Wednesday, April 29, 2009
The International Monetary Fund says that losses to financial institutions are likely to climb.Losses from toxic assets will be a potential four trillion dollars.More capital will have to be raised-up to 1.7 billion dollars of it.The banking system is still not stabilized.The global financial system will be damaged for years to come.In the IMF's view,the current outlook is exceptionally bleak.The U.S. economy will drop 2.8% in 2009;Japan's will decline 6.2%;and trade volume will slip by 11%.China will grow 6.5%,which is less than half of its growth rate of two years ago.Recovery is unlikely to begin until 2010.Unemployment will rise until late 201o,the IMF projects.
A northern breeze has brought us down to below average temperatures from well-above average readings-a bizarre experience for growers doing their seeding.Those who thought they won't put the heat on again will have to think again as it becomes chilly tonight.The flannel and sweaters are having another day,but a mere sprinkle isn't clearing the oak pollen away from our noses.The sunglasses weren't needed as we planted this morning,and we didn't have to worry about young plants withering in baked earth.All in all,it's better not to race into high summer.
Wednesday, April 22, 2009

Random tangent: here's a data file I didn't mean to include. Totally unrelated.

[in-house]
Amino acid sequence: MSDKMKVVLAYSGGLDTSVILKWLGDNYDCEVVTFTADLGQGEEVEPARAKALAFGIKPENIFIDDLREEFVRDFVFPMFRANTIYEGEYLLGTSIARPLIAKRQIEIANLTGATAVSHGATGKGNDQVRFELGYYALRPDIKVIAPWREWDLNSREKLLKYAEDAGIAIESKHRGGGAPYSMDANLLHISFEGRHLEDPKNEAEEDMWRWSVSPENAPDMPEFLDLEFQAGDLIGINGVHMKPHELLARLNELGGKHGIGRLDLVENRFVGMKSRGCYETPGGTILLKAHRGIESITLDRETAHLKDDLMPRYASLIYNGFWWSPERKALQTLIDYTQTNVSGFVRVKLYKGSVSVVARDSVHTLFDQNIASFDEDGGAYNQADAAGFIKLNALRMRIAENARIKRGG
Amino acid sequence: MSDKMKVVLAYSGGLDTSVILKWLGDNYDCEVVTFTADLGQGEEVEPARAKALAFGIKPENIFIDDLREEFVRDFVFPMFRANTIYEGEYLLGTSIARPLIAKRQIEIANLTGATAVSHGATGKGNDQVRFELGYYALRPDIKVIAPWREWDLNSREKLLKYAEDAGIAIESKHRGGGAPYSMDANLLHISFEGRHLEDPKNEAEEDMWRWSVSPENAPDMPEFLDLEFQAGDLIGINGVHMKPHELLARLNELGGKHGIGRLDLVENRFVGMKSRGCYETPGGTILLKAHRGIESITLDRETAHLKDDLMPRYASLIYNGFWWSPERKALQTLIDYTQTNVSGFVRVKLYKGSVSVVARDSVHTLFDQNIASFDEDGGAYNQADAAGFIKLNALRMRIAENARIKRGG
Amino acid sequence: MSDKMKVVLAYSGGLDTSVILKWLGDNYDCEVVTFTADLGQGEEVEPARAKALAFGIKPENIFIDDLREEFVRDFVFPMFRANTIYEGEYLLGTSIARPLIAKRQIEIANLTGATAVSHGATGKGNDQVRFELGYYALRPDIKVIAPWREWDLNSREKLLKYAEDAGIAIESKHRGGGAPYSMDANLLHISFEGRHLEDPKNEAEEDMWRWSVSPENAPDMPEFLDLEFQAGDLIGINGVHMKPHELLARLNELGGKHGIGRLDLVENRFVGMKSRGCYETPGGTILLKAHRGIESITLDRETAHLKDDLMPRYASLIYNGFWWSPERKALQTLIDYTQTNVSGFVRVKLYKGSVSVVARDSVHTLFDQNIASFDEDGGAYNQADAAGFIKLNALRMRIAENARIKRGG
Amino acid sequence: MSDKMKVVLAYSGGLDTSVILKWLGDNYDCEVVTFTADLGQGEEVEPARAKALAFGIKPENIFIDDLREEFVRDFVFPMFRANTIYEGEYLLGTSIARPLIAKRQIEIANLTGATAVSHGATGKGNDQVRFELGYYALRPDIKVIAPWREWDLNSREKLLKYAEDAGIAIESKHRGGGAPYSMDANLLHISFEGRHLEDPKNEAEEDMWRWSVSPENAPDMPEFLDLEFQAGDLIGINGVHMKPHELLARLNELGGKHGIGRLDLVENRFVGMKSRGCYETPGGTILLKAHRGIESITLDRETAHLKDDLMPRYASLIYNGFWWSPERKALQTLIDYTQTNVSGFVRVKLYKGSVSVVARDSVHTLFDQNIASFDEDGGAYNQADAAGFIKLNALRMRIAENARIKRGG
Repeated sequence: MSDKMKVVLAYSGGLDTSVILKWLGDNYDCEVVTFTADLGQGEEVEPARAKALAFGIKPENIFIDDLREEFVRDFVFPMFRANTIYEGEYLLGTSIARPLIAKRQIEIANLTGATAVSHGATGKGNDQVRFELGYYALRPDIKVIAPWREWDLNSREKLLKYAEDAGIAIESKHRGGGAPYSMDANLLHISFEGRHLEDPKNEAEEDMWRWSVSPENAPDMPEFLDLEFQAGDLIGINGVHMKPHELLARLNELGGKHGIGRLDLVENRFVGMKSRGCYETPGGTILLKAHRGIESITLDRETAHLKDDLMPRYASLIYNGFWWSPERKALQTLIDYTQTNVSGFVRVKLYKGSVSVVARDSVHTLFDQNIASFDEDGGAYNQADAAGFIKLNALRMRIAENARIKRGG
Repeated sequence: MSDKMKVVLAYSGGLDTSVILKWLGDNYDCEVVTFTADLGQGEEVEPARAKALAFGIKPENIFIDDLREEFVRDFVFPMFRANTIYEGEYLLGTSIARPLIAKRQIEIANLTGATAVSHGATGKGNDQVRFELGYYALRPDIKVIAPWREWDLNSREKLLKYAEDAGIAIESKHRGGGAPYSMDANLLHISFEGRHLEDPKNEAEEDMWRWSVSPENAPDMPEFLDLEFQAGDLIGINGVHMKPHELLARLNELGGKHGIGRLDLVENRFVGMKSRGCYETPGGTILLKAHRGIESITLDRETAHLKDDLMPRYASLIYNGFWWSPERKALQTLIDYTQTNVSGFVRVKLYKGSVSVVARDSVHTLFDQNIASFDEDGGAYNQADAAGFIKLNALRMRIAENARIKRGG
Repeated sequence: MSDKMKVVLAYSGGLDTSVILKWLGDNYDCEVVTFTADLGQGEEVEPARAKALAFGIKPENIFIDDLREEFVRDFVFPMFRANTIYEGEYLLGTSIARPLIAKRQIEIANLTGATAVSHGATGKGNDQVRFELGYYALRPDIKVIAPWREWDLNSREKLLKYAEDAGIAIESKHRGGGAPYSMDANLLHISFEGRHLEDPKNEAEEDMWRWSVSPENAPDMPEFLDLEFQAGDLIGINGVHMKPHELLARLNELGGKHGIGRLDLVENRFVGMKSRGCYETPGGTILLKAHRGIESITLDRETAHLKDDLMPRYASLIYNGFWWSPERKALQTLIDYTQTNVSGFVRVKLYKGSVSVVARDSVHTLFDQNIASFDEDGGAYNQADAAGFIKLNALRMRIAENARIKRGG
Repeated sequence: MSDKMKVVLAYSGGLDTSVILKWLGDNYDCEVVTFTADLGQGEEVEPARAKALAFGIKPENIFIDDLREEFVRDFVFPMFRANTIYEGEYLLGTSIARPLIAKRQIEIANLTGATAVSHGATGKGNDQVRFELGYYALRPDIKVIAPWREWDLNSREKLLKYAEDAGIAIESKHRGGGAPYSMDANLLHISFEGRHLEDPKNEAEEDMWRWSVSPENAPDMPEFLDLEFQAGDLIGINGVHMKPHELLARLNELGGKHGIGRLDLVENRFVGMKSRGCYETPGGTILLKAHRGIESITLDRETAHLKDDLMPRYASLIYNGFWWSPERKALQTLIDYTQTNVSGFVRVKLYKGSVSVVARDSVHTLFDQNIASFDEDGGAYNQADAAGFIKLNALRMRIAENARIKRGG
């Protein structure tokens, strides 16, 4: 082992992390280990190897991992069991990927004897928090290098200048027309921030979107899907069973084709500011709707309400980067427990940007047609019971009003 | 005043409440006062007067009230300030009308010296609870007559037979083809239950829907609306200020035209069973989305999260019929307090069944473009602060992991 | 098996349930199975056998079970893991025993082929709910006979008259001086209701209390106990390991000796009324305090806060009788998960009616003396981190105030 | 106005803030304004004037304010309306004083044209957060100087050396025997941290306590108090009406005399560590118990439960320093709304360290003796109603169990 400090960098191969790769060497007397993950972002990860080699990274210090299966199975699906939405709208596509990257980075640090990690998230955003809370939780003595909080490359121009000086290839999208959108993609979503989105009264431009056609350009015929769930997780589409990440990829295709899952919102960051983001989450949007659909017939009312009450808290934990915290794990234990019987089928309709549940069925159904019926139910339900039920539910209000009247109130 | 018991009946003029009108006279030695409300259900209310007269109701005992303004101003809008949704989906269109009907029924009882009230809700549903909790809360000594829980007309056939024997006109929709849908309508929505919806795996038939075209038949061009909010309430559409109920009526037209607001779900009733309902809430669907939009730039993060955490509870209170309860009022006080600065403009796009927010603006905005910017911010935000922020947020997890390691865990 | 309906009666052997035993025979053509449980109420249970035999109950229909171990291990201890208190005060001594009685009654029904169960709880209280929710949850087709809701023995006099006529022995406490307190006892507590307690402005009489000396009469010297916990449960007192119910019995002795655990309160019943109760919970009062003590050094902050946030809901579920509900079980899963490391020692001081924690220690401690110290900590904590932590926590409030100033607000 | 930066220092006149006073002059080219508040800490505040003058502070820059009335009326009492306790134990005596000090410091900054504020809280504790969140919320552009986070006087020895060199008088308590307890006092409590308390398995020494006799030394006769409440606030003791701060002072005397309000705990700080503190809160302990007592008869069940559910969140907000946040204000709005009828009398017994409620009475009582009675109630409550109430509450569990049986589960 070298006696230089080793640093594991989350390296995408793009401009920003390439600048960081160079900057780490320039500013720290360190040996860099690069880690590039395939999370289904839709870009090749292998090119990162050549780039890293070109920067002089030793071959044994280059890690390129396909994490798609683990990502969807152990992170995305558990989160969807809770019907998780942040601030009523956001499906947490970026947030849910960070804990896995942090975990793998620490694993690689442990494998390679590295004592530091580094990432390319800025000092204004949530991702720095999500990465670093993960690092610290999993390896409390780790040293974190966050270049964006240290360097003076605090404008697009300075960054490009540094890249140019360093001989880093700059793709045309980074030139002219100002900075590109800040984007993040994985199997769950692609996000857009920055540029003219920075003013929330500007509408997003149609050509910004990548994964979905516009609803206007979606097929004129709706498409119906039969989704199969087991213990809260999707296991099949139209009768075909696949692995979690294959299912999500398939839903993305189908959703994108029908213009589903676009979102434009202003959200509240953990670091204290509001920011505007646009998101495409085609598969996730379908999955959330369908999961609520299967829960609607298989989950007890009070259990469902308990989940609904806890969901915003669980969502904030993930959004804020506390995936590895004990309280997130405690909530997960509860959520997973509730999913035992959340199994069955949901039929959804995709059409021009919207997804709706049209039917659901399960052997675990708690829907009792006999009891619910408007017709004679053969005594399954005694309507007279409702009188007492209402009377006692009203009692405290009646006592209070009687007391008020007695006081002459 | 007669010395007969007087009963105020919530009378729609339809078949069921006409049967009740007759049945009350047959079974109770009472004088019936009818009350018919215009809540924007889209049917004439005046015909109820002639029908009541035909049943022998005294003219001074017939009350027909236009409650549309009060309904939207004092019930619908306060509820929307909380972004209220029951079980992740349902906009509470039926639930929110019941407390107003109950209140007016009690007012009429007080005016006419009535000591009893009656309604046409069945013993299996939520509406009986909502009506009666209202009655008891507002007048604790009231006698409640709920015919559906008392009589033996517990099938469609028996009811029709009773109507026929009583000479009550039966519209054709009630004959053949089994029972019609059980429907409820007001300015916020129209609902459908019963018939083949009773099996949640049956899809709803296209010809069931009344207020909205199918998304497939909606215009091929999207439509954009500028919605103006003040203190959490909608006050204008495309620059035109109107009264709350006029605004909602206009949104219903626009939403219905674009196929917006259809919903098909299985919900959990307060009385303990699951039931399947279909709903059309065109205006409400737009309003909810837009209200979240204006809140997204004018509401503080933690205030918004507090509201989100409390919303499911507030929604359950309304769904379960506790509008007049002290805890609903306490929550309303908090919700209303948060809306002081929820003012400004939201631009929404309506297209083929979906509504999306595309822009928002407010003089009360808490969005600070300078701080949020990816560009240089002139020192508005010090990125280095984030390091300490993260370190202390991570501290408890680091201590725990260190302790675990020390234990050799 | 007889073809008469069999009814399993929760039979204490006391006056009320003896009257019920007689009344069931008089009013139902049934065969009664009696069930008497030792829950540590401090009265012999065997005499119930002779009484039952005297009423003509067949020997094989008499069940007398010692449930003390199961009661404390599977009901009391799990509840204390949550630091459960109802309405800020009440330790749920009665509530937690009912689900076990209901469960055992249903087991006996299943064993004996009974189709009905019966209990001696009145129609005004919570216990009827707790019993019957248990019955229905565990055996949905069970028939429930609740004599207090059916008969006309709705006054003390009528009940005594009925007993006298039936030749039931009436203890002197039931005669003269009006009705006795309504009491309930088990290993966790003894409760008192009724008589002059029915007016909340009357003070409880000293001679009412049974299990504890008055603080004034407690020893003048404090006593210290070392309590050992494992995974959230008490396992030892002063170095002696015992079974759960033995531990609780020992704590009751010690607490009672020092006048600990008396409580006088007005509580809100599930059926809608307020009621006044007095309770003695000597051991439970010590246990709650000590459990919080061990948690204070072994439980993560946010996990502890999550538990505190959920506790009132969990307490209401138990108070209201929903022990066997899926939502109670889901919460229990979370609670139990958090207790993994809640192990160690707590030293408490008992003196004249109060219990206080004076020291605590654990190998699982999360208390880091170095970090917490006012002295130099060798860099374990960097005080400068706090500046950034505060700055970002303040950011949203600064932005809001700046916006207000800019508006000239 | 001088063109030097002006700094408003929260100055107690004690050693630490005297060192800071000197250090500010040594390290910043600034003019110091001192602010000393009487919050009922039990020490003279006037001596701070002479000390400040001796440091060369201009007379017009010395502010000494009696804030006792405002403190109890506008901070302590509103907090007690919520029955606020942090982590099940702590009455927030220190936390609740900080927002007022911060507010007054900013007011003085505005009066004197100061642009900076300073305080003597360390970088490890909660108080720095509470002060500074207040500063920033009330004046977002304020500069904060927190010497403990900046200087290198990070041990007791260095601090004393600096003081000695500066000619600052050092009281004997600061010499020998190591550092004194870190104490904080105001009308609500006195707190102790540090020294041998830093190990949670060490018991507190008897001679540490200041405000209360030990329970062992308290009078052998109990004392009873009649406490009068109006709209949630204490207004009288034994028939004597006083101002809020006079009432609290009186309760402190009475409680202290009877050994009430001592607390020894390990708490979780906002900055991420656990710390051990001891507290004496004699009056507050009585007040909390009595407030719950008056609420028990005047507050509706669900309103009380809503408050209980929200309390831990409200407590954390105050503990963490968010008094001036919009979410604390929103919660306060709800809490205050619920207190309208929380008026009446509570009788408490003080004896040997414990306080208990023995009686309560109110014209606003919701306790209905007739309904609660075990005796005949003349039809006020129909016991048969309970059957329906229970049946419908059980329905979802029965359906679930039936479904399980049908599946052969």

Big players in the energy markets have been reaching deals this month.Both Royal Dutch Shell and Gazprom,the Russian natural gas titan,have signed on to buy about a million tons each of the Sakhalin-2 project's Liquefied Natural Gas.Sakhalin-2 is located in the Russian Far East.According to Gazprom,the contracts run from 2009 to 2028.At the same time,Gazprom will deliver another million tons of gas to Shell through pipelines to Europe,in exchange for access to Shell's Mexico re-gasification terminal at Costa Azul.This contract also runs for 20 years.
Leaves fall in autumn,but in spring other things fall.Following pollination,petals from tree flowers fall,and maple keys fall from silver maples.Asian pear petals have been coming down like snow,but the maple keys,which contain the silver maple seed,are still bundled up in the trees.When they fall,many of them will sprout.They have to be one of the most prolific sprouters in the natural world.Here they grow into a northern riverine forest along with slippery elms.
Wednesday, April 15, 2009
The number of tax havens in the world is diminishing under mounting international pressure.Longtime havens in Switzerland and Liechtenstein have been joined by four more nations recently in a pledge to adhere to more open banking practices.Malaysia,Costa Rica,Uruguay and the Philippines have accepted information exchange standards,according to the Organization for Economic Cooperation and Development.Angel Gurria,Secretary General of the OECD,announced that the new countries intend to offer authorizing legislation for the standards sometime this year.The old tax haven concept is seen as hindering the ability of nations to deal with crises by depriving them of revenue that is justly theirs.It may also be cloaking activities that contributed to the financial crisis.The OECD is based in Paris.Founded in 1960,it seeks the welfare of its 29 developed member states,and fosters aid to emerging markets.It is also a major source of economic and environmental data.